Most Australians living today have known only one monarch – it is now 58 long years since Her Majesty ascended the throne. Australians for Constitutional Monarchy marked the eve of this important day witha function addresses by Archbishop John Hepworth in Sydney, followed by a dinner in the nation’s heartland, country Australia. On an invitation from Grant Roberts, a remarkably gifted 17 year old student, an ACM Accession Dinner was held in the elegant Forbes Golf Club.

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Forbes is an historic town on the Lachlan River in the agriculturally rich Lachlan Valley in New South Wales. As with so much of the country the people here have suffered from a very long drought. But they remain strong and loyal.

The Accession Dinner was attended by over 100 people.  Proceedings were opened by Grant Roberts who invited parish priest Father Paul Clarke to say grace.

The National and Royal Anthems followed, presented superbly by a musical ensemble. (Videos follow.)

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Then Councillor Ron Penny, representing the Forbes Council spoke movingly about the shire and the nation.

Grant Roberts introduced the speakers for the evening, Young ACM spokesman, Jai Martinkovits and National Convenor, Professor David Flint.


Their presentation was about the role, function and importance of the Crown in the constitutional system.   In referring to the National Convenor as the depositary of constitutional knowledge, Jai Martinkovits talked of the potential misuse of the word, as the following video demonstrates.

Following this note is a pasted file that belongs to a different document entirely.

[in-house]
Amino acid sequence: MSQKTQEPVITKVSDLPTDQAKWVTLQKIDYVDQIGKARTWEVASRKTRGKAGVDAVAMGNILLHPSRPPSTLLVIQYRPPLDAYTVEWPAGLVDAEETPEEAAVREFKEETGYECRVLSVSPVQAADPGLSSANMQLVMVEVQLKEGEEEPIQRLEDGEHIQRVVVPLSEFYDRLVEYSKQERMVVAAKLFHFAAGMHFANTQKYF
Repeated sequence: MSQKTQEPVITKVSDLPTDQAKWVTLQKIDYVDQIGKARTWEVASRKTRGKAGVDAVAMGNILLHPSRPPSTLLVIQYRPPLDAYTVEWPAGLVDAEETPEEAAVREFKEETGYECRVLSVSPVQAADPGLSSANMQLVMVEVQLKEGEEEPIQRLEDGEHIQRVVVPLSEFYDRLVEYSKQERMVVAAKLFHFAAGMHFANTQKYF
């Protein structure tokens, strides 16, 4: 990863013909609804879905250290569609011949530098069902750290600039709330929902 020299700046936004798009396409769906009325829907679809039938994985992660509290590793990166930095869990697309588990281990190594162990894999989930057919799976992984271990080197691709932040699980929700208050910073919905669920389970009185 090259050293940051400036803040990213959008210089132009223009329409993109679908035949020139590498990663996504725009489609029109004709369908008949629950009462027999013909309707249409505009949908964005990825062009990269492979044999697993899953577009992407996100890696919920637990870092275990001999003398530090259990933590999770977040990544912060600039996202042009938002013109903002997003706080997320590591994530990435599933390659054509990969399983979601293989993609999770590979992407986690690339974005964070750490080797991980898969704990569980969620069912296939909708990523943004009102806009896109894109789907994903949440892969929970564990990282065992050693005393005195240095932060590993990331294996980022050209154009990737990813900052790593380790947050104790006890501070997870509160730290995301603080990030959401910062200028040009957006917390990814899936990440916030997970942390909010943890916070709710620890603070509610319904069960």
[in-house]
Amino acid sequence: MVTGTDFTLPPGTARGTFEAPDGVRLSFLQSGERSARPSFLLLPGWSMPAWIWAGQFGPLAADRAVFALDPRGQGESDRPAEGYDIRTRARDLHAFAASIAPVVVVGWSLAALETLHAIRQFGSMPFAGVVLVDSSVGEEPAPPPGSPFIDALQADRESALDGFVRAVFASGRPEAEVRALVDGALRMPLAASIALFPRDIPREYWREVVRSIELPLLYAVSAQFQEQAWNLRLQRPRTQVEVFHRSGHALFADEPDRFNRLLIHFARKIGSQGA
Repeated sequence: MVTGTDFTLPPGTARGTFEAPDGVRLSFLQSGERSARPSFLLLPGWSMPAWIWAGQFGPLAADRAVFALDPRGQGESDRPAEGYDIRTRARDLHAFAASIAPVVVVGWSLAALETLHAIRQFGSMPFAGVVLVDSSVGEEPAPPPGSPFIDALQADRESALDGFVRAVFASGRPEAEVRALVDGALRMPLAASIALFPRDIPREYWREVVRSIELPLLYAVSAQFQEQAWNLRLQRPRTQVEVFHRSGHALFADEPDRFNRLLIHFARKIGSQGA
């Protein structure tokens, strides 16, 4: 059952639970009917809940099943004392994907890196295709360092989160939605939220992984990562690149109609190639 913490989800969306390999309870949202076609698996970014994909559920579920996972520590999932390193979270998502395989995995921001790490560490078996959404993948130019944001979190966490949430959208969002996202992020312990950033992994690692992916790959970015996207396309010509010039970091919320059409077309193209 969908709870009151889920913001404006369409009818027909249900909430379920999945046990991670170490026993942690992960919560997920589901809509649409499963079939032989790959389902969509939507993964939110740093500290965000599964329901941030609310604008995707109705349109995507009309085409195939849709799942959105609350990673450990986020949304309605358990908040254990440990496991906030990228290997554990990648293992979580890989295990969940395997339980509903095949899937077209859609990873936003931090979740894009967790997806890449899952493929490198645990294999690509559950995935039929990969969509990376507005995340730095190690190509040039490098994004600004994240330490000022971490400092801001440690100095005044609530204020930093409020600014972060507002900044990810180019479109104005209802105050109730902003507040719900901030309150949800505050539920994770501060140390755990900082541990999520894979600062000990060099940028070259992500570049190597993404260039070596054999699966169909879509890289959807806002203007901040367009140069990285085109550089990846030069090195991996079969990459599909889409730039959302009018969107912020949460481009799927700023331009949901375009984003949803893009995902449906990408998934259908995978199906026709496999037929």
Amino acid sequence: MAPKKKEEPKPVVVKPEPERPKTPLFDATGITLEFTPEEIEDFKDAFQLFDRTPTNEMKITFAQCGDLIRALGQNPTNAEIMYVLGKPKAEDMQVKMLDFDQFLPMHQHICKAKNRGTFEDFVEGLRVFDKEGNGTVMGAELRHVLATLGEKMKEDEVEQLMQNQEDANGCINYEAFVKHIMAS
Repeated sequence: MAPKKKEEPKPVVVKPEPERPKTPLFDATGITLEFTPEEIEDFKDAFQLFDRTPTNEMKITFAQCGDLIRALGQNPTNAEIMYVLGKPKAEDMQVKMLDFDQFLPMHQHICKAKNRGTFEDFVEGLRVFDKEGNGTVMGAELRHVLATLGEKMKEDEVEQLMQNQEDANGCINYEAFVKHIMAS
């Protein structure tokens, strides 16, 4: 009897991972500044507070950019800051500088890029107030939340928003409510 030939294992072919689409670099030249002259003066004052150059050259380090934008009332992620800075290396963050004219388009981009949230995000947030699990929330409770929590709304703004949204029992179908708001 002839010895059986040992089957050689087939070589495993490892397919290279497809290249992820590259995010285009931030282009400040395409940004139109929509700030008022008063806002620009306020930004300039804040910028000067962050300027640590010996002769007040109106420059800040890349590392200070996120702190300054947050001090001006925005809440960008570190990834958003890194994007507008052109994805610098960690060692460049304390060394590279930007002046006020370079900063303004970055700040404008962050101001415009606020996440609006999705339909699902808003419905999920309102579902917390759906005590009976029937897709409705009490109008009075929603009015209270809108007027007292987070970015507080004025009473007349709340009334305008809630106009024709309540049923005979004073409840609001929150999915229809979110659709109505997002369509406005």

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One questioner challenged the date and relevance of Australia Day. He dismissed Anzac Day as an alternative. I pointed out that the Eureka Stockade could not be used; self government was already in train before that event.  I told him he would have little hope of succeeding in changing the day. In my view it was the most appropriate as four of the six foundation pillars came on that day – the rule of law, English, our Judeo-Christian values and our oldest institution which is central to the constitutional system, the Crown.  He persisted, so I said there was an outside case for the Tenterfield Oration, although I did not agree. I could not recall the date  – it was 24th October 1889.

The evening was , according to all accounts, a great success. A slide show of how Forbes celebrated Accession Day is at the top of this column. 

 The following day, the three Sydney visitors savoured something of the life in Forbes , visiting the new and fascinating McFeeters Motor Museum, and the celebrated radio telescope at Parkes. nating